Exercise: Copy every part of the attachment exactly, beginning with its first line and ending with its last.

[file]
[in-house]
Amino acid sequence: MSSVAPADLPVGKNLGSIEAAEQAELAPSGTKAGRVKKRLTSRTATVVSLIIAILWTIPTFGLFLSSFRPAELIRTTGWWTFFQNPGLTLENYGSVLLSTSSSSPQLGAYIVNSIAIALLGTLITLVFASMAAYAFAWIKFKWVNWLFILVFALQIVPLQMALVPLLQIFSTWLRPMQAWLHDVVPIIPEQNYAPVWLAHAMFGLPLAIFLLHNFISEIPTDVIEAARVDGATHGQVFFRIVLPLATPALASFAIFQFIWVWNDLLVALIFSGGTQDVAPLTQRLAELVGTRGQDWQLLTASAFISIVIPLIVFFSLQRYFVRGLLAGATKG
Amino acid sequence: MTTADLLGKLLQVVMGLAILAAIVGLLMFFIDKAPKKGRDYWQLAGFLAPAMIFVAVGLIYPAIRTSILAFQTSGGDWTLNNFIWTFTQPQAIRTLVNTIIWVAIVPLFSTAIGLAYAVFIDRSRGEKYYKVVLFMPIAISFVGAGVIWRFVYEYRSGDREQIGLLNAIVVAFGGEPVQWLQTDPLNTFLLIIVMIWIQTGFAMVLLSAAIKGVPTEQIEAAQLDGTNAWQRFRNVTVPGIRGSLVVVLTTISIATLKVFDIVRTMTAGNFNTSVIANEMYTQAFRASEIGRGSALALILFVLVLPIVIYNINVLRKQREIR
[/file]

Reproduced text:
[in-house]
Amino acid sequence: MSSVAPADLPVGKNLGSIEAAEQAELAPSGTKAGRVKKRLTSRTATVVSLIIAILWTIPTFGLFLSSFRPAELIRTTGWWTFFQNPGLTLENYGSVLLSTSSSSPQLGAYIVNSIAIALLGTLITLVFASMAAYAFAWIKFKWVNWLFILVFALQIVPLQMALVPLLQIFSTWLRPMQAWLHDVVPIIPEQNYAPVWLAHAMFGLPLAIFLLHNFISEIPTDVIEAARVDGATHGQVFFRIVLPLATPALASFAIFQFIWVWNDLLVALIFSGGTQDVAPLTQRLAELVGTRGQDWQLLTASAFISIVIPLIVFFSLQRYFVRGLLAGATKG
Amino acid sequence: MTTADLLGKLLQVVMGLAILAAIVGLLMFFIDKAPKKGRDYWQLAGFLAPAMIFVAVGLIYPAIRTSILAFQTSGGDWTLNNFIWTFTQPQAIRTLVNTIIWVAIVPLFSTAIGLAYAVFIDRSRGEKYYKVVLFMPIAISFVGAGVIWRFVYEYRSGDREQIGLLNAIVVAFGGEPVQWLQTDPLNTFLLIIVMIWIQTGFAMVLLSAAIKGVPTEQIEAAQLDGTNAWQRFRNVTVPGIRGSLVVVLTTISIATLKVFDIVRTMTAGNFNTSVIANEMYTQAFRASEIGRGSALALILFVLVLPIVIYNINVLRKQREIR